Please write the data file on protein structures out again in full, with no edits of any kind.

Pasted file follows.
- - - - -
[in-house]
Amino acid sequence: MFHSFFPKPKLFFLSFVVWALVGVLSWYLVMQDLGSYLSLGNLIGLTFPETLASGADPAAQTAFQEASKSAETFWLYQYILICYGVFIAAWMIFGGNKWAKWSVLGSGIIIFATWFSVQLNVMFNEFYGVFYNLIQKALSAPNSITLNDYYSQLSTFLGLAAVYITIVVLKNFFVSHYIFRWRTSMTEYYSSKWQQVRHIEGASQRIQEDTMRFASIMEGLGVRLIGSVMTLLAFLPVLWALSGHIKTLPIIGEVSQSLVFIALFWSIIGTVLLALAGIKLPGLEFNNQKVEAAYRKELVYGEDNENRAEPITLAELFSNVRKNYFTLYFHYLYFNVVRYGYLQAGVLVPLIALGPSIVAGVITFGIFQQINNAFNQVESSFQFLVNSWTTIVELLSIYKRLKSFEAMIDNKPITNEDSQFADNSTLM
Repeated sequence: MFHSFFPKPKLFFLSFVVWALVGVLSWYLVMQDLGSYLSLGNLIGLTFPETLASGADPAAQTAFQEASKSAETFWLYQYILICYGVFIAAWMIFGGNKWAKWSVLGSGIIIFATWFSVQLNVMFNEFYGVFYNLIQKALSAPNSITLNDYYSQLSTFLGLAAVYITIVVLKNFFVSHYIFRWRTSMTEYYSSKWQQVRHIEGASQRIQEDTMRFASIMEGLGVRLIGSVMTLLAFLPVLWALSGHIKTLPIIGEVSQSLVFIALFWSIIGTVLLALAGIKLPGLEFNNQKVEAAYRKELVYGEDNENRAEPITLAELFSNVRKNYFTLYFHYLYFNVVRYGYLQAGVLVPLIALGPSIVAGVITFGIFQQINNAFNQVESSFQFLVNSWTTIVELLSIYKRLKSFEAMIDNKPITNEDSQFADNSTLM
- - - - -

[in-house]
Amino acid sequence: MFHSFFPKPKLFFLSFVVWALVGVLSWYLVMQDLGSYLSLGNLIGLTFPETLASGADPAAQTAFQEASKSAETFWLYQYILICYGVFIAAWMIFGGNKWAKWSVLGSGIIIFATWFSVQLNVMFNEFYGVFYNLIQKALSAPNSITLNDYYSQLSTFLGLAAVYITIVVLKNFFVSHYIFRWRTSMTEYYSSKWQQVRHIEGASQRIQEDTMRFASIMEGLGVRLIGSVMTLLAFLPVLWALSGHIKTLPIIGEVSQSLVFIALFWSIIGTVLLALAGIKLPGLEFNNQKVEAAYRKELVYGEDNENRAEPITLAELFSNVRKNYFTLYFHYLYFNVVRYGYLQAGVLVPLIALGPSIVAGVITFGIFQQINNAFNQVESSFQFLVNSWTTIVELLSIYKRLKSFEAMIDNKPITNEDSQFADNSTLM
Repeated sequence: MFHSFFPKPKLFFLSFVVWALVGVLSWYLVMQDLGSYLSLGNLIGLTFPETLASGADPAAQTAFQEASKSAETFWLYQYILICYGVFIAAWMIFGGNKWAKWSVLGSGIIIFATWFSVQLNVMFNEFYGVFYNLIQKALSAPNSITLNDYYSQLSTFLGLAAVYITIVVLKNFFVSHYIFRWRTSMTEYYSSKWQQVRHIEGASQRIQEDTMRFASIMEGLGVRLIGSVMTLLAFLPVLWALSGHIKTLPIIGEVSQSLVFIALFWSIIGTVLLALAGIKLPGLEFNNQKVEAAYRKELVYGEDNENRAEPITLAELFSNVRKNYFTLYFHYLYFNVVRYGYLQAGVLVPLIALGPSIVAGVITFGIFQQINNAFNQVESSFQFLVNSWTTIVELLSIYKRLKSFEAMIDNKPITNEDSQFADNSTLM